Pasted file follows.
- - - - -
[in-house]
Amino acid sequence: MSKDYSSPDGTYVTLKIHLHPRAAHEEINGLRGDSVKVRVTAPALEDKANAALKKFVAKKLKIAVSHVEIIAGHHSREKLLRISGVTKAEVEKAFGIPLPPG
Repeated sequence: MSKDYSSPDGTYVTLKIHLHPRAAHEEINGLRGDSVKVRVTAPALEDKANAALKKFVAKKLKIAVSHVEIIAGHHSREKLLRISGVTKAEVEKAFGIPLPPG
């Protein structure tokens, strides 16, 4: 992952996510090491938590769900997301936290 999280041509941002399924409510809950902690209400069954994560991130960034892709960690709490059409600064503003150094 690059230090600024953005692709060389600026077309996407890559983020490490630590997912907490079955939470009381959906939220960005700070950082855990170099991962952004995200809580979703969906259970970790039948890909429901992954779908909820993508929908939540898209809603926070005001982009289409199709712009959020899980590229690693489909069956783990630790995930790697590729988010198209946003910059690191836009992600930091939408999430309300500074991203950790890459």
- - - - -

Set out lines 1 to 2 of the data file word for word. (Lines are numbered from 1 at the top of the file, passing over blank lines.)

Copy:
[in-house]
Amino acid sequence: MSKDYSSPDGTYVTLKIHLHPRAAHEEINGLRGDSVKVRVTAPALEDKANAALKKFVAKKLKIAVSHVEIIAGHHSREKLLRISGVTKAEVEKAFGIPLPPG